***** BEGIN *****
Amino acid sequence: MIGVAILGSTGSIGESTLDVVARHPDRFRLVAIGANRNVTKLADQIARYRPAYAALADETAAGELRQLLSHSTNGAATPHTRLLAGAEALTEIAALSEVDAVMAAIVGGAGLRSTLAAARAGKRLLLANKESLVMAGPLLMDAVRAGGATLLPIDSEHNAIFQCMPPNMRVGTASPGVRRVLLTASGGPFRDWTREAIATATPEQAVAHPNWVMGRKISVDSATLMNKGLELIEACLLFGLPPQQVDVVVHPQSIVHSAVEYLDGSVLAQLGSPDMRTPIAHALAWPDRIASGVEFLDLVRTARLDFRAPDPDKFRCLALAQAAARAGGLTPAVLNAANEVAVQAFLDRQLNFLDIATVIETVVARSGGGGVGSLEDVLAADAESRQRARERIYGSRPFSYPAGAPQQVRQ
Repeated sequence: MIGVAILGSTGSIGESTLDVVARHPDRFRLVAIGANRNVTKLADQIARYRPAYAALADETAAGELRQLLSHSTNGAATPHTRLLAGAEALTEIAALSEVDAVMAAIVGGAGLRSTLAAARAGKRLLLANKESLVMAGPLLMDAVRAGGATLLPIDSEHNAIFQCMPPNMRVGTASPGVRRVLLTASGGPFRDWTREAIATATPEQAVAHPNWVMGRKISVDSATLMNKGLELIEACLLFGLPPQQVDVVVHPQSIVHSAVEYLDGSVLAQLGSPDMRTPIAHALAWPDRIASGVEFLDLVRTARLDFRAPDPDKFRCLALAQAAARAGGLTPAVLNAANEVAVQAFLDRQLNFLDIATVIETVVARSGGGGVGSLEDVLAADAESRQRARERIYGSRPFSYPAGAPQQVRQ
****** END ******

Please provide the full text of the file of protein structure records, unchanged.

Amino acid sequence: MIGVAILGSTGSIGESTLDVVARHPDRFRLVAIGANRNVTKLADQIARYRPAYAALADETAAGELRQLLSHSTNGAATPHTRLLAGAEALTEIAALSEVDAVMAAIVGGAGLRSTLAAARAGKRLLLANKESLVMAGPLLMDAVRAGGATLLPIDSEHNAIFQCMPPNMRVGTASPGVRRVLLTASGGPFRDWTREAIATATPEQAVAHPNWVMGRKISVDSATLMNKGLELIEACLLFGLPPQQVDVVVHPQSIVHSAVEYLDGSVLAQLGSPDMRTPIAHALAWPDRIASGVEFLDLVRTARLDFRAPDPDKFRCLALAQAAARAGGLTPAVLNAANEVAVQAFLDRQLNFLDIATVIETVVARSGGGGVGSLEDVLAADAESRQRARERIYGSRPFSYPAGAPQQVRQ
Repeated sequence: MIGVAILGSTGSIGESTLDVVARHPDRFRLVAIGANRNVTKLADQIARYRPAYAALADETAAGELRQLLSHSTNGAATPHTRLLAGAEALTEIAALSEVDAVMAAIVGGAGLRSTLAAARAGKRLLLANKESLVMAGPLLMDAVRAGGATLLPIDSEHNAIFQCMPPNMRVGTASPGVRRVLLTASGGPFRDWTREAIATATPEQAVAHPNWVMGRKISVDSATLMNKGLELIEACLLFGLPPQQVDVVVHPQSIVHSAVEYLDGSVLAQLGSPDMRTPIAHALAWPDRIASGVEFLDLVRTARLDFRAPDPDKFRCLALAQAAARAGGLTPAVLNAANEVAVQAFLDRQLNFLDIATVIETVVARSGGGGVGSLEDVLAADAESRQRARERIYGSRPFSYPAGAPQQVRQ